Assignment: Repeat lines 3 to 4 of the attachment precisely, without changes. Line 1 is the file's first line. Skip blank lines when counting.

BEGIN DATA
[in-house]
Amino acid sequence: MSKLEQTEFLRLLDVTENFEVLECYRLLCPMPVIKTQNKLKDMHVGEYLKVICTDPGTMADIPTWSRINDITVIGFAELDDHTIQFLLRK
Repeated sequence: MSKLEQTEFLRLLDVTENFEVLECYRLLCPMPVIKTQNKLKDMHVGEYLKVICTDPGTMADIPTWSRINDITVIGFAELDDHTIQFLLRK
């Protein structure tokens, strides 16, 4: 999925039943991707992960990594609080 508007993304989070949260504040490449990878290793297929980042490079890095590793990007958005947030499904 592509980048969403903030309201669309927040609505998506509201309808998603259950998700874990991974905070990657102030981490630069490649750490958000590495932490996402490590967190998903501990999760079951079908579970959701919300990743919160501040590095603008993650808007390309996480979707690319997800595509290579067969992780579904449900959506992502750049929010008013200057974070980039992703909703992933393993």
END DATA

Repeated sequence: MSKLEQTEFLRLLDVTENFEVLECYRLLCPMPVIKTQNKLKDMHVGEYLKVICTDPGTMADIPTWSRINDITVIGFAELDDHTIQFLLRK
């Protein structure tokens, strides 16, 4: 999925039943991707992960990594609080 508007993304989070949260504040490449990878290793297929980042490079890095590793990007958005947030499904 592509980048969403903030309201669309927040609505998506509201309808998603259950998700874990991974905070990657102030981490630069490649750490958000590495932490996402490590967190998903501990999760079951079908579970959701919300990743919160501040590095603008993650808007390309996480979707690319997800595509290579067969992780579904449900959506992502750049929010008013200057974070980039992703909703992933393993």